10 June 2008

Answers to Catholic Arguments on Authority

The following six questions were asked by a Catholic apologist, John Martignoni.

1) Could the Holy Spirit, through the universal Church (which is the Body of Christ), have enabled believers – particularly the Bishops (the successors of the Apostles), in the first few hundred years of the Church, to faithfully and accurately pass along the traditions Paul taught by “word of mouth”? Yes, or no?
Yes. But they could have also mixed the apostolic teaching with much error, just as God's people of old did before to the teaching of the Prophets. "Could" implies possibility not certainty! Could God have created a 3-legged creature on Pluto? Yes. Did he? Perhaps he did, but I'm pretty sure he didn't.
2) Are you infallible in your interpretations of Scripture? Was Martin Luther infallible in his? Or John Calvin? Yes, or no? (Note: this question concerns not your personal infallibility, but the infallibility of your scriptural interpretations.
No, no, no, and so will any sensible Christian, and especially Christian teachers, say. We are not infallible. We can all make mistakes in our understanding and explanation of the Bible.
3) Is the canon of the Bible infallible? In other words, does the Bible contain exactly the number of books, and the correct books, that it should contain? Yes, or no?
If by “infallible” you mean “correct”, yes, I am convinced that the Bible contains the correct and exact number of inspired books.
4) If you answered, “Yes,” to #3, then by what authority do you believe this to be so? The Bible, or oral tradition?
By what authority? By God’s authority who’s character and purpose are revealed in the Holy Scriptures. In his wise providence, God has so directed his people (fallible and imperfect as they are) to recognize his Word. The Good Shepherd promised that his sheep would hear his voice, and that they will not be mislead by the voice of a stranger - and that is exactly what happened, and what continues to happen today. “My sheep hear my voice!”

Historically God gave the inspired Scriptures to Israel and the early church. God's people then passed on the sacred writings to future generations, and they were received as such by believers, to this very day. The canon is not a doctrine to be deduced from the Bible. The Christians in the early centuries simply collected the canonical books on the basis of the internal and external evidence that they are indeed Holy Scripture.

Did the church receive the canon on the presumed authority of some “infallible” declaration of an ecumenical council or pope? No, and neither did the Jews for centuries, nor did Catholics for 15 long centuries, nor do Christians to this very day.

How then could we be certain? We can be certain because we rely ultimately on God who alone is infallible, and who in his all-wise providence uses very fallible and weak instruments to fulfill his eternal purposes.
5) If I were to deny that the Letter of James was inspired Scripture, by what authority would you declare me to be wrong? Does the Bible say James is “God-breathed?” Yes, or no?
The church does not determine the canonicity of a particular book on an inspired contents page! If you doubt the inspiration of James, as some early Christians did in the first centuries, and even Luther in the 16th, I would seek to convince you on the basis of the internal and external evidence, just as the church did in the formation of the canon. Notwithstanding his doubts, Luther included the Epistle of James in his translation of the Bible and gave it to the German people in their native language; something the Roman Church failed to do until after the Reformation.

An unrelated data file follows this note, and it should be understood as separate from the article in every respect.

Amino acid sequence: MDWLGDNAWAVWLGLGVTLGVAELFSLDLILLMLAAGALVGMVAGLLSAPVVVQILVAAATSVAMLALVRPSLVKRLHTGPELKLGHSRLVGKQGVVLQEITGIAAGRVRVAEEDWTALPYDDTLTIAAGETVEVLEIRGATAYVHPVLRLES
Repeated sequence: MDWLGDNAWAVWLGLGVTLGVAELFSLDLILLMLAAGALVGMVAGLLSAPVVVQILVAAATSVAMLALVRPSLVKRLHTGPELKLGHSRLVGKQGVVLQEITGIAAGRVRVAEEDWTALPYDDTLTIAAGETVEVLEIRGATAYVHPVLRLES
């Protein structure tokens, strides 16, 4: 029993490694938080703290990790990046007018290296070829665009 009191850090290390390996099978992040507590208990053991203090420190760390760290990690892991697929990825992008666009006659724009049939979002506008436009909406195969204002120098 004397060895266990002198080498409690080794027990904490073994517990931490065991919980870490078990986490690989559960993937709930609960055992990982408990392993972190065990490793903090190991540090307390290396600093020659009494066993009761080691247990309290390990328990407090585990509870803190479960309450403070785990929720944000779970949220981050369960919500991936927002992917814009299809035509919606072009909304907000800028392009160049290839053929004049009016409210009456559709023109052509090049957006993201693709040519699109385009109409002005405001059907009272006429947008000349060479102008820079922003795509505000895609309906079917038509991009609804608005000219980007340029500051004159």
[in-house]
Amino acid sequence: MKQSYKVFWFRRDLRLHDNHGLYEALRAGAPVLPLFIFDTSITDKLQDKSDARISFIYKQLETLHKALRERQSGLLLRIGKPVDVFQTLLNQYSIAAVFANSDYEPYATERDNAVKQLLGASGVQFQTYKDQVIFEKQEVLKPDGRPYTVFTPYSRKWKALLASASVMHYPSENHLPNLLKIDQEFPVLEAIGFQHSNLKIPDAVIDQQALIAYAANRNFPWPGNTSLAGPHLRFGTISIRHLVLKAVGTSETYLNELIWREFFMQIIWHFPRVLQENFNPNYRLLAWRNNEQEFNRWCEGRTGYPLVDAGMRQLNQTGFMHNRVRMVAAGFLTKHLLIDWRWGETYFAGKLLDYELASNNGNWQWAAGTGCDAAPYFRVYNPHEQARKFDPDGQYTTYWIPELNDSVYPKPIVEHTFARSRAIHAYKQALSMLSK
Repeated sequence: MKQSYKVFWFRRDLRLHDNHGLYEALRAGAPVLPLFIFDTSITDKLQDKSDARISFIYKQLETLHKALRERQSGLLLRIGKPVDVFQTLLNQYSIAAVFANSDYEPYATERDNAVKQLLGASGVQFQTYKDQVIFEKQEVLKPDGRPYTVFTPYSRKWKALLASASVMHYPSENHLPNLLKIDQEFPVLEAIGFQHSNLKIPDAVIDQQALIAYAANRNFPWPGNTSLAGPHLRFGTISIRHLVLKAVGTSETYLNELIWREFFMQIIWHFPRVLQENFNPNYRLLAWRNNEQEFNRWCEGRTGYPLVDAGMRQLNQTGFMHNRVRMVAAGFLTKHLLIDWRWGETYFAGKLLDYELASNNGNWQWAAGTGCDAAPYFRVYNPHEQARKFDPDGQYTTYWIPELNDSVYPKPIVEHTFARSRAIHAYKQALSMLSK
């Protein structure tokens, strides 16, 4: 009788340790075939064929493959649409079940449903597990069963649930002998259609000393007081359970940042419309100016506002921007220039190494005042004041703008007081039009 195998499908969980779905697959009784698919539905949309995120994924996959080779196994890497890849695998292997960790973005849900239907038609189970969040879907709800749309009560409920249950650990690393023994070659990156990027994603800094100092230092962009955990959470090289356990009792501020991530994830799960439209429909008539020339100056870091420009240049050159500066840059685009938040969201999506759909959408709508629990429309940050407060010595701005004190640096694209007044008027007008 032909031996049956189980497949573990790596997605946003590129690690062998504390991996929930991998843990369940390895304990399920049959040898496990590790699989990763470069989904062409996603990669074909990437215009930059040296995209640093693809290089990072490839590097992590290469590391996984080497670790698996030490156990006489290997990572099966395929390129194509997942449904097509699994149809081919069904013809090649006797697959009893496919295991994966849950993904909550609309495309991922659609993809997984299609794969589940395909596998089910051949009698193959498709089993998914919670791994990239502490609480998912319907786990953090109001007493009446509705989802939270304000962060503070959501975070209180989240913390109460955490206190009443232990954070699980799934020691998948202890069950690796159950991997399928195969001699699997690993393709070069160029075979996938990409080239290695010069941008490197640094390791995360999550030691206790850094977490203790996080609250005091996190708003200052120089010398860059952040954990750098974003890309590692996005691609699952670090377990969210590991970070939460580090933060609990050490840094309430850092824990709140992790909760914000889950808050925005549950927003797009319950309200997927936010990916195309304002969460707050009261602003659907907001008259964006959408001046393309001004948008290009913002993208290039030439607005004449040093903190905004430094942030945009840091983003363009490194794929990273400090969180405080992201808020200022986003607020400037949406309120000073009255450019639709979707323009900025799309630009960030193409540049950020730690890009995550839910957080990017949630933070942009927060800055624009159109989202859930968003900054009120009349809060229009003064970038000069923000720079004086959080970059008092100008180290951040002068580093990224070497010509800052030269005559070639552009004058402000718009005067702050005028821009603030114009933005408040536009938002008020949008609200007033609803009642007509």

6) If Bible-only Christians can get it wrong when it comes to their interpretation of the Bible in regard to traditions, as you stated can be the case, then can they get it wrong when it comes to their interpretations regarding doctrines? Yes, or no?
Whatever the preamble means, we do not hesitate to admit that we can be wrong in biblical interpretation; we can be mistaken in some of our beliefs and doctrines. If it were not for the grace of God, we would not believe a single truth rightly.

But being fallible does not imply that one is necessarily mistaken. I am fallible when it comes to mathematics. My math teacher used to remind me of my fallibility each time she corrected my homework. But that does not mean that I got all my sums wrong! Long before the bishop of Rome asserted himself as the infallible head of the universal church, the saints of the Old and New Testaments believed and cherished Gods truth, albeit their many false beliefs and mistakes. Think of the Corinthian church. Where they Christians? Yes. Did they believe the true gospel? Yes. Did they also hold false teaching? Oh yes! Evangelical Christians are happy to continue in the tradition of our forefathers in the faith, and we invite Catholics to return to the roots of our most holy faith.

We may be wrong on many things, but we are most certainly right when we exalt Jesus as the only Name given in the world by which we must be saved. We preach Christ crucified. We preach Christ resurrected, glorified, Lord of heaven and earth. We trust our soul solely to his care. We have no other desire but to glorify our Beloved by living in obedience to his Word. May the Sovereign God open all our minds to understand the Scriptures, and grant us the grace to believe in his Son for our salvation.